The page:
I know, I know.  The Keep Calm thing has been played to death.  I had it on my wall long before it was trendy, and I love the story behind it.  I refuse to give it up, even though it's quite possibly the most overdone phrase in the history of mankind.

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This room literally completes me.  I am giddy with joy every time I walk by.  It inspires me to want to create and be productive.  It just begs to have creativity and inspiration and ideas bouncing around in here.  Surely, great things can only come from someplace so beautiful, right?

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For those who care:

Wall & ceiling color:  Benjamin Moore Revere Pewter (literally, the best color ever invented)

Desk:  Pottery Barn Bedford desk sets (this is a corner desk and a regular desk fitted together)

Chairs (all three):  Home Goods

Rug:  TJ Maxx (I think?  It's been a while)

Storage Containers:  Container Store and Ikea

Framed bulletin board:  Custom made for me by the Husband

My three lanyards

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I love Mother's Day.  

Maybe because I'm lucky enough to have a husband and kids who seem to get it right every year.  Maybe it's because I know just how lucky I am to have them all in my life.  Maybe it's because I'm a sucker for breakfast in bed, flowers, and handmade cards.

Whatever the reason, it's one of my favorite Sundays of the year.

Today, I'm reflecting and feeling especially poignant on this beautiful Sunday in May.  I'm so thankful to have been given the privilege of raising these three kids.  They light up my world and make every day have purpose.  They are flesh of my flesh and each carry a piece of me with them.  I would not trade them for anything or anyone else.

I cherish every messy, quirky, crazy, beautiful day I get to spend with them.

One of my favorite poems in the whole world is Billy Collins' The Lanyard.  It sums up so perfectly the beauty of the mother/child relationship and makes me smile and laugh every time I read it.  

The Lanyard, by Billy Collins

The other day I was ricocheting slowly
off the blue walls of this room,
moving as if underwater from typewriter to piano,
from bookshelf to an envelope lying on the floor,
when I found myself in the L section of the dictionary
where my eyes fell upon the word lanyard.

No cookie nibbled by a French novelist
could send one into the past more suddenly—
a past where I sat at a workbench at a camp
by a deep Adirondack lake
learning how to braid long thin plastic strips
into a lanyard, a gift for my mother.

I had never seen anyone use a lanyard
or wear one, if that’s what you did with them,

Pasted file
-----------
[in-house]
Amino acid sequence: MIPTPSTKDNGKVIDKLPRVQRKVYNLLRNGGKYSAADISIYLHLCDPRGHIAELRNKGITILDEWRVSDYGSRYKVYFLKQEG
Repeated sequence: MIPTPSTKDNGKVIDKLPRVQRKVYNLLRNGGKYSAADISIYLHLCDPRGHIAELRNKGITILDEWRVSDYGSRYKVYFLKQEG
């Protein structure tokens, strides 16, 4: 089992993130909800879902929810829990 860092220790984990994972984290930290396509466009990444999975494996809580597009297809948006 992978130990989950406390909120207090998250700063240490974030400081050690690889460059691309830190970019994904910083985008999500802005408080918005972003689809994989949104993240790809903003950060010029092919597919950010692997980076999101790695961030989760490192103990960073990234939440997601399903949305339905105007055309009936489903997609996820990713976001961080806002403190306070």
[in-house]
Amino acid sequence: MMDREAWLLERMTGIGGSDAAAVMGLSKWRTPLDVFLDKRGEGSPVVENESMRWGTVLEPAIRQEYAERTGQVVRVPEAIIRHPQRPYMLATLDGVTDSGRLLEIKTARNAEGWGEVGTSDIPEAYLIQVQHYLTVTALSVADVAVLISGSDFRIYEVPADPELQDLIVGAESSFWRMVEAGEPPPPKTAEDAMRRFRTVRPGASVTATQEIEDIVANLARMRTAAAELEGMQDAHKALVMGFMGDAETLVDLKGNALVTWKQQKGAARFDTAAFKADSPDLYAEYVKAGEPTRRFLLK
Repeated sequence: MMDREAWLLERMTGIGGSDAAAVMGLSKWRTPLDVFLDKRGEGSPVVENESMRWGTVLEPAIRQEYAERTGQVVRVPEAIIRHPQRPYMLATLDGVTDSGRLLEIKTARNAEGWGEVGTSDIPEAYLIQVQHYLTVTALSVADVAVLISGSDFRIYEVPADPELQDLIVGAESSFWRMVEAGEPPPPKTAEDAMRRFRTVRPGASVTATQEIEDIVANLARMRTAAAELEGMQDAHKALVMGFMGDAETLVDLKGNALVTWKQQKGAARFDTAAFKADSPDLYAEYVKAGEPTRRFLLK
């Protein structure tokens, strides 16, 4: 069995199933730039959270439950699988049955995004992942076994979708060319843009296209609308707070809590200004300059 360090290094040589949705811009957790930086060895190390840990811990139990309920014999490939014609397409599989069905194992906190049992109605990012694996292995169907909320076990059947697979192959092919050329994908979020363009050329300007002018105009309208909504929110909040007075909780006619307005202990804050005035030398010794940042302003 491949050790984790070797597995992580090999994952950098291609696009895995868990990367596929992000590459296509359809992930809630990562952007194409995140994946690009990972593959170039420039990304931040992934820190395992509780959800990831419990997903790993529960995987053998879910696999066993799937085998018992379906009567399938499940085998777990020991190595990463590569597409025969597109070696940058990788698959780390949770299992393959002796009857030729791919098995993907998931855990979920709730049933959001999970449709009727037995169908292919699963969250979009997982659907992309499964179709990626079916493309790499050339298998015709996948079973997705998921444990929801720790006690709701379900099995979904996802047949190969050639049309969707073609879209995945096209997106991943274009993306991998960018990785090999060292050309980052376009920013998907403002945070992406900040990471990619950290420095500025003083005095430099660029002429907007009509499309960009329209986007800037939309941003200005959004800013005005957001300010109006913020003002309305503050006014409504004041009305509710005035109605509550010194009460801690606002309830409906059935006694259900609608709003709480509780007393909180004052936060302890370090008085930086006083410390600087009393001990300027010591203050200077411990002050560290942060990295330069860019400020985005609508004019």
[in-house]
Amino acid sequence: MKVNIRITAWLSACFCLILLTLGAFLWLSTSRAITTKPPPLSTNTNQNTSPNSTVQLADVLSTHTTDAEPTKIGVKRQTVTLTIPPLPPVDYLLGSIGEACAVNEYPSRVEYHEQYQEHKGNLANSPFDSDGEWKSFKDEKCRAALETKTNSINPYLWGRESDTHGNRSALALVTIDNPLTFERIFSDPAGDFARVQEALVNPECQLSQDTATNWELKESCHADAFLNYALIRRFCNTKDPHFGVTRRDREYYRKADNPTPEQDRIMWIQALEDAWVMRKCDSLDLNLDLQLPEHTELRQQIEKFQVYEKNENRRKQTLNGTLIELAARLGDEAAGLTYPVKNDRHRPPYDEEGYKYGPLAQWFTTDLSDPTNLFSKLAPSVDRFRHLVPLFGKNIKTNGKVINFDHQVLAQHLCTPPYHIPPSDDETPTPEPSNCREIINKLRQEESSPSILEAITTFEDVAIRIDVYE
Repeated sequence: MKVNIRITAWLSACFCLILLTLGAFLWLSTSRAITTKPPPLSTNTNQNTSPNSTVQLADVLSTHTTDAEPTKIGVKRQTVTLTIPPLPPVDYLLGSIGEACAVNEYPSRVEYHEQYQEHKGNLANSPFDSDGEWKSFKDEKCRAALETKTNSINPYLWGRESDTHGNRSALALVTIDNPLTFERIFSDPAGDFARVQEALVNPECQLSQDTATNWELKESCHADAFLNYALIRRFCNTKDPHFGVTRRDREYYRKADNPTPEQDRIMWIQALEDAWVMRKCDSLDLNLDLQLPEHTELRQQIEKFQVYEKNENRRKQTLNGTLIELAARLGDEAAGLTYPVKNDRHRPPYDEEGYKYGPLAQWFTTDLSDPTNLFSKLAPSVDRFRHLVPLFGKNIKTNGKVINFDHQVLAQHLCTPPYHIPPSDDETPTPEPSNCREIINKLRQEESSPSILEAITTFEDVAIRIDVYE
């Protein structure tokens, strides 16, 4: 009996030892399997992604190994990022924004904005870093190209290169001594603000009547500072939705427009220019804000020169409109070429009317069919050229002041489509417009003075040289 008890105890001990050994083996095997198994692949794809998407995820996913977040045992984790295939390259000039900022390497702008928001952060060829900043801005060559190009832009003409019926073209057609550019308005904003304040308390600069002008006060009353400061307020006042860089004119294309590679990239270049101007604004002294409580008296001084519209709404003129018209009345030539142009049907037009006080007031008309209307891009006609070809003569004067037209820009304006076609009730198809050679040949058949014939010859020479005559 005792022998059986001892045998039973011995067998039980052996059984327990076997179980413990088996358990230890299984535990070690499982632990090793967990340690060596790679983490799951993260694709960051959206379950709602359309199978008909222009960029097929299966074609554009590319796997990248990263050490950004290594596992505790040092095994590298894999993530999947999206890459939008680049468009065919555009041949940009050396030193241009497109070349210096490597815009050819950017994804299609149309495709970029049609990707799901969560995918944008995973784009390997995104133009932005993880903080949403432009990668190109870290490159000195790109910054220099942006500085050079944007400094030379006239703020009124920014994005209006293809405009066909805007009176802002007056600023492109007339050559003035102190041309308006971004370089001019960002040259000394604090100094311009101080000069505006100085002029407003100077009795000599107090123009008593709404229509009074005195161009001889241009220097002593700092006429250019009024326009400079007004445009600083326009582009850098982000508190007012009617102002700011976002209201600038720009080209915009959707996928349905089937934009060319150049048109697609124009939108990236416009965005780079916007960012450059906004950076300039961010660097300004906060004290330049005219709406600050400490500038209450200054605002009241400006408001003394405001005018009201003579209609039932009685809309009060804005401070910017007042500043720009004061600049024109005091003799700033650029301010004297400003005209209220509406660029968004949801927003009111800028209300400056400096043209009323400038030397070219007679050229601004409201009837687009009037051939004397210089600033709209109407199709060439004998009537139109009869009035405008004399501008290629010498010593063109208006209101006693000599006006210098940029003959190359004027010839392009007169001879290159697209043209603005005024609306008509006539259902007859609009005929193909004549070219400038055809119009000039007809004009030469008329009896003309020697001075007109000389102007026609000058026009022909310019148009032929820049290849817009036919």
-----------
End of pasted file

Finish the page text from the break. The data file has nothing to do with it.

but that did not keep me from crossing
strand over strand again and again
until I had made a boxy
red and white lanyard for my mother.

She gave me life and milk from her breasts,
and I gave her a lanyard.
She nursed me in many a sick room,
lifted spoons of medicine to my lips,
laid cold face-cloths on my forehead,
and then led me out into the airy light

and taught me to walk and swim,
and I, in turn, presented her with a lanyard.
Here are thousands of meals, she said,
and here is clothing and a good education.
And here is your lanyard, I replied,
which I made with a little help from a counselor.

Here is a breathing body and a beating heart,
strong legs, bones and teeth,
and two clear eyes to read the world, she whispered,
and here, I said, is the lanyard I made at camp.
And here, I wish to say to her now,
is a smaller gift—not the worn truth

that you can never repay your mother,
but the rueful admission that when she took
the two-tone lanyard from my hand,
I was as sure as a boy could be
that this useless, worthless thing I wove
out of boredom would be enough to make us even.

Don't worry, my beautiful, crazy little lanyards.  We are more than even.

How to raise a happy teen

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I occasionally get asked by mothers of young children what the secret is to raising great teenagers.

My initial response is that I have absolutely no clue.  My kids are who they are IN SPITE of having me as a mother.

[The young moms don't find that answer too helpful.]

My kids are pretty amazing, but I am also fairly confident that I had a teensy bit to do with it.  (A very teensy bit, mind you).

And just yesterday, on Instagram, I was asked once again what the secret was.  I thought about it all day long, and could not get it out of my head.

The first thing that I will tell you is to disbelieve the myth that teenagers are sullen, angry creatures who slam doors and hate their parents.  Some do that, but the overwhelming majority do not.

Every one of my kids' friends are just as happy and fun as they are, so I know that it's not just us.

Teenagers are incredible.  They are funny, smart, eager to please, and up for just about anything as long as food is involved.  They have the most generous hearts and want desperately to be loved and validated.  They are quirky, and messy, and have the best sense of humor.

So, here is my list of rules.  These are the secrets we have found to be successful: